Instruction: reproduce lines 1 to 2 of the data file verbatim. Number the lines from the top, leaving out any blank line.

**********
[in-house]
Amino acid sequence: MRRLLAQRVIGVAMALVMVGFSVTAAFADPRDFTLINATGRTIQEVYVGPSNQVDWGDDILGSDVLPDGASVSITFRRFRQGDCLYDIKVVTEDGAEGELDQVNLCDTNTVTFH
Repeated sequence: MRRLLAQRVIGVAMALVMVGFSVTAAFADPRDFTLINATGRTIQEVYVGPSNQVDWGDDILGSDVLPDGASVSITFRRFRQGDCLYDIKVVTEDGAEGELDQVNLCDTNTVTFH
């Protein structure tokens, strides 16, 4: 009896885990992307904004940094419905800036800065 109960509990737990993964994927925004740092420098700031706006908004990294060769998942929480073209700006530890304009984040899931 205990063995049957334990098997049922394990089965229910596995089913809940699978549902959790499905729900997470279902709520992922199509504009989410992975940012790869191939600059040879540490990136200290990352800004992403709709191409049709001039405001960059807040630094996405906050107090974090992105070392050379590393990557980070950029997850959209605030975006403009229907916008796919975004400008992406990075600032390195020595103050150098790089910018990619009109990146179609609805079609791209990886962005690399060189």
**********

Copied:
[in-house]
Amino acid sequence: MRRLLAQRVIGVAMALVMVGFSVTAAFADPRDFTLINATGRTIQEVYVGPSNQVDWGDDILGSDVLPDGASVSITFRRFRQGDCLYDIKVVTEDGAEGELDQVNLCDTNTVTFH